The digipak reissue is very well put together, the booklet nicely laid out with a Chris Welch essay which is a good read, including excerpts from what would turn out to be Greg Lake’s last interview. There are a few interesting tidbits to be had, but there still seems to be a lot left unsaid.

ELP split up shortly afterwards without touring Love Beach so it appears that none of these songs were ever performed live, which in some cases is a great shame, although they did turn up on The Old Grey Whistle Test miming All I Want is You, as can be seen below. Greg is clearly on fire vocally throughout Love Beach and, when the material allows, Keith and Carl are more than able to add trademark instrumental flights, however the opportunities for this are few and far between, particularly in Carl’s case. It all sounds like ELP, but without the fire lit under them that you find on earlier albums.

[embedded content]

Is it the worst ELP album? Probably, although it is very different to the other contender for this dubious honour, In the Hot Seat. That said, the inclusion of Memoirs of an Officer and a Gentleman gives it a major boost, but it is still so far removed from their best work that it hurts, Rolling Stone’s review at the time of release having more that a ring of truth: “em>Love Beach isn’t simply bad; it’s downright pathetic. Stale and full of ennui, this album makes washing the dishes seem a more creative act by comparison”.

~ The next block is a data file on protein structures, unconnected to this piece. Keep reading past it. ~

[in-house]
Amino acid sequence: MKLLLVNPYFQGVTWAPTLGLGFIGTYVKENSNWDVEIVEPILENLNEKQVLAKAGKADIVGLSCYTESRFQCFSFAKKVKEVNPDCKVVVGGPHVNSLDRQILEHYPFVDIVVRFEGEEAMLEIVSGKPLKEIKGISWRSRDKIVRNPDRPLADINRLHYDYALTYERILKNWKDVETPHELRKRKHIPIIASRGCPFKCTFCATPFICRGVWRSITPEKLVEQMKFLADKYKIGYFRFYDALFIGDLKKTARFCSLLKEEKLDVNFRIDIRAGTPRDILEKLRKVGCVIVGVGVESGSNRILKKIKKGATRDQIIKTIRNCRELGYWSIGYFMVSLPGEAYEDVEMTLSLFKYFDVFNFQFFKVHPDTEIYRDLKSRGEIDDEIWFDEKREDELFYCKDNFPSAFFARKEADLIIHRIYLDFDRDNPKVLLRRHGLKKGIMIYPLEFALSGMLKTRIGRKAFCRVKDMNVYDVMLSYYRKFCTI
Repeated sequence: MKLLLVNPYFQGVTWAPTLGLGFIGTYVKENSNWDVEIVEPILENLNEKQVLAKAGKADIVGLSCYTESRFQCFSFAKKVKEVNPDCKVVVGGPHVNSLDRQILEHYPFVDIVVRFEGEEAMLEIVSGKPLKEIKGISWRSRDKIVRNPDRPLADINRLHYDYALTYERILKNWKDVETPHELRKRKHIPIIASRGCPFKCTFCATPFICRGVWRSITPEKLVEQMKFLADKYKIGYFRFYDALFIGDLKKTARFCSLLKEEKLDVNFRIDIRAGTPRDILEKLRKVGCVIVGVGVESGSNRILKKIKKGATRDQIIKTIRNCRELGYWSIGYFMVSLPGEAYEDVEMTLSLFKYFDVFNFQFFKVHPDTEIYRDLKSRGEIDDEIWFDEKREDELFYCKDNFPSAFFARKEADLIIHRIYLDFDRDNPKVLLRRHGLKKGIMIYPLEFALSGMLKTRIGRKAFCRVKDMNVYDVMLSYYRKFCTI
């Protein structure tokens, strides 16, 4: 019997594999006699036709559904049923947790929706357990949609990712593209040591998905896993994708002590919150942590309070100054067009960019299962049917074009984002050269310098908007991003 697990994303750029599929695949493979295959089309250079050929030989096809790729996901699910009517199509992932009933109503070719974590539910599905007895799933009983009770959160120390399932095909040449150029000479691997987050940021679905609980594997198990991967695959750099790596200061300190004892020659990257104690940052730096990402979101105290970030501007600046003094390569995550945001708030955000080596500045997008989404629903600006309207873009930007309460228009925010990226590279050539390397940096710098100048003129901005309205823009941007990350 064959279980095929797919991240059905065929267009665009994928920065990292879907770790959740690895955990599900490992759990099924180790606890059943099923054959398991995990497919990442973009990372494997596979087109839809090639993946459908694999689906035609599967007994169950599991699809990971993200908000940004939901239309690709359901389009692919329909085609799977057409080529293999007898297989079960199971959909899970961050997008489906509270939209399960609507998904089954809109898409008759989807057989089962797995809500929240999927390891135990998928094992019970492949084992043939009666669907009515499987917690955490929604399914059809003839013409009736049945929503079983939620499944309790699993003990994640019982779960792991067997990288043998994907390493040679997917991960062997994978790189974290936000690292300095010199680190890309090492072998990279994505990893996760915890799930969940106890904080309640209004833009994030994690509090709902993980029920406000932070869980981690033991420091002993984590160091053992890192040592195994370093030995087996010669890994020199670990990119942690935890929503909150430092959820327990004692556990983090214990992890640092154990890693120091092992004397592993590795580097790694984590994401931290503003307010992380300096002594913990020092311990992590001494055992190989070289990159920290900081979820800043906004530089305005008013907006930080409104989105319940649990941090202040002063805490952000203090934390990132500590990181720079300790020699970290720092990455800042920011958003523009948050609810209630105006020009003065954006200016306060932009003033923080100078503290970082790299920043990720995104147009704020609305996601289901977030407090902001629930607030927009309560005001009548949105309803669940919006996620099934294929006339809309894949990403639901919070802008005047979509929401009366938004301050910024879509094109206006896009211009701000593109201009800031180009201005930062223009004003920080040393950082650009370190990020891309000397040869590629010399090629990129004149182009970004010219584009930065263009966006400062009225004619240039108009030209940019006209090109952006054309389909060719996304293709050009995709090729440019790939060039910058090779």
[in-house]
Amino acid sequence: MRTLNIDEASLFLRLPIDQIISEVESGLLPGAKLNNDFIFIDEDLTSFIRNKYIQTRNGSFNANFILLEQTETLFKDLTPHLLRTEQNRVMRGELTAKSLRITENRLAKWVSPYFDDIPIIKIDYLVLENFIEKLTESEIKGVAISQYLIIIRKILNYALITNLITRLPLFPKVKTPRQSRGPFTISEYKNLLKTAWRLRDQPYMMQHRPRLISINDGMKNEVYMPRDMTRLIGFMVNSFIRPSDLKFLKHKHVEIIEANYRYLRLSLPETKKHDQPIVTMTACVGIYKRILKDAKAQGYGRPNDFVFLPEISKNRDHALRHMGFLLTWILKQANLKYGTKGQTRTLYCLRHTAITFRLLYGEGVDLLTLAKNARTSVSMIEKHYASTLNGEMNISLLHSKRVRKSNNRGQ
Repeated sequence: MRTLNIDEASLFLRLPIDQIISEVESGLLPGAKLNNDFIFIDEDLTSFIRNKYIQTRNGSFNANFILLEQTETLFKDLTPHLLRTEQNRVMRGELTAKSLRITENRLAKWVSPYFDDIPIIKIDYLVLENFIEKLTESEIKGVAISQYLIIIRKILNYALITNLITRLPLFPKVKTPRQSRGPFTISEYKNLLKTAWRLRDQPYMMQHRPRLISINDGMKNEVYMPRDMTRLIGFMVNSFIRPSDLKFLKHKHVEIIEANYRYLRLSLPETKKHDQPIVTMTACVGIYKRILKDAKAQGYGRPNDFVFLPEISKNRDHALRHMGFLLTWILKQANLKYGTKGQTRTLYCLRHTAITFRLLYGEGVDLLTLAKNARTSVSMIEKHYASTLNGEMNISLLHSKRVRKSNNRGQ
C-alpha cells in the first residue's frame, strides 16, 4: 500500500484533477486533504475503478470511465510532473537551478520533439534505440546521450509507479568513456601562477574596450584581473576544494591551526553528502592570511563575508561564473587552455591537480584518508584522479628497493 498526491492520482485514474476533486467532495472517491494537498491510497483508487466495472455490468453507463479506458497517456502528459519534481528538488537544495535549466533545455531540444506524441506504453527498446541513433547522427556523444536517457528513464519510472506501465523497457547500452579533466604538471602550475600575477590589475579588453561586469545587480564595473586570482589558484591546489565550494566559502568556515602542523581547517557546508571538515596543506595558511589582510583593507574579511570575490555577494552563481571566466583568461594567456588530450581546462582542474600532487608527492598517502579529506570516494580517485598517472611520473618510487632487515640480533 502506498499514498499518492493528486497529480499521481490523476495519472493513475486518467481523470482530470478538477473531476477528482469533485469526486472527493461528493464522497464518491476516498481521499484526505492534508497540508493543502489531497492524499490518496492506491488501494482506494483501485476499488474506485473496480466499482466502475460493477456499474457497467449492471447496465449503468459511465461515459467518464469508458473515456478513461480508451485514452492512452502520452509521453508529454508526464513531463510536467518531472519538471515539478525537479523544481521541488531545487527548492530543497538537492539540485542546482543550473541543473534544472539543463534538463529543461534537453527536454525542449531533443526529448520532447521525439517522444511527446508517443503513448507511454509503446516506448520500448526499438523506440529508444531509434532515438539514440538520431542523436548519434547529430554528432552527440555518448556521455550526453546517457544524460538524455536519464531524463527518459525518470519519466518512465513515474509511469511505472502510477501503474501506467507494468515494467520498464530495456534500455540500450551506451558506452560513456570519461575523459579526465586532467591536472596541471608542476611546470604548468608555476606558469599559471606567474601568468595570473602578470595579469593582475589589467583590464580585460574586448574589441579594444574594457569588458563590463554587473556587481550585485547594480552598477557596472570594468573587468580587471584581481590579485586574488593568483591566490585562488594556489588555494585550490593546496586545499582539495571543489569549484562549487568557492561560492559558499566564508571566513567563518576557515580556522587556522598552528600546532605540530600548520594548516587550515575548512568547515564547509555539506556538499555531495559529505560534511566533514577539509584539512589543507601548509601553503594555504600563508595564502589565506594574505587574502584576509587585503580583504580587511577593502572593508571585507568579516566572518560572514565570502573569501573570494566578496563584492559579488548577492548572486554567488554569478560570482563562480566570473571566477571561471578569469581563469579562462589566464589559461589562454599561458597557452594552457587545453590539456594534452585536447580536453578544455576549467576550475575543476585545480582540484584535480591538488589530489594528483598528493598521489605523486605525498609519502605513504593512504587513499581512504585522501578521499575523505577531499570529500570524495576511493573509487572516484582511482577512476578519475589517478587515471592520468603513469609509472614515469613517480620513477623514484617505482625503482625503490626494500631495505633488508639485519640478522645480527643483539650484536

As a nice touch, this reissue of Love Beach is dedicated to the memory of Keith and Greg after their tragically early deaths in 2016, but in all honesty they deserve better. Brain Salad Surgery this ain’t.

Original 1978 Album [2017 Remaster]

01. All I Want Is You (2:36) Lake, Sinfield
02. Love Beach (2:46) Lake, Sinfield
03. Taste of My Love (3:33) Lake, Sinfield
04. The Gambler (3:23) Emerson, Lake, Sinfield
05. For You (4:28) Lake, Sinfield
06. Canario (from Fantasía para un gentilhombre) (4:00) Joaquín Rodrigo
07. Memoirs of an Officer and a Gentleman (20:12) Emerson, Sinfield
– a) Prologue / The Education of a Gentleman
– b) Love at First Sight
– c) Letters from the Front
– d) Honourable Company (A March)
~ Bonus Tracks:
1978 Alternate Mixes
08. All I Want Is You
09. Taste of My Love
10. The Gambler
11. For You
12. Honourable Company (A March)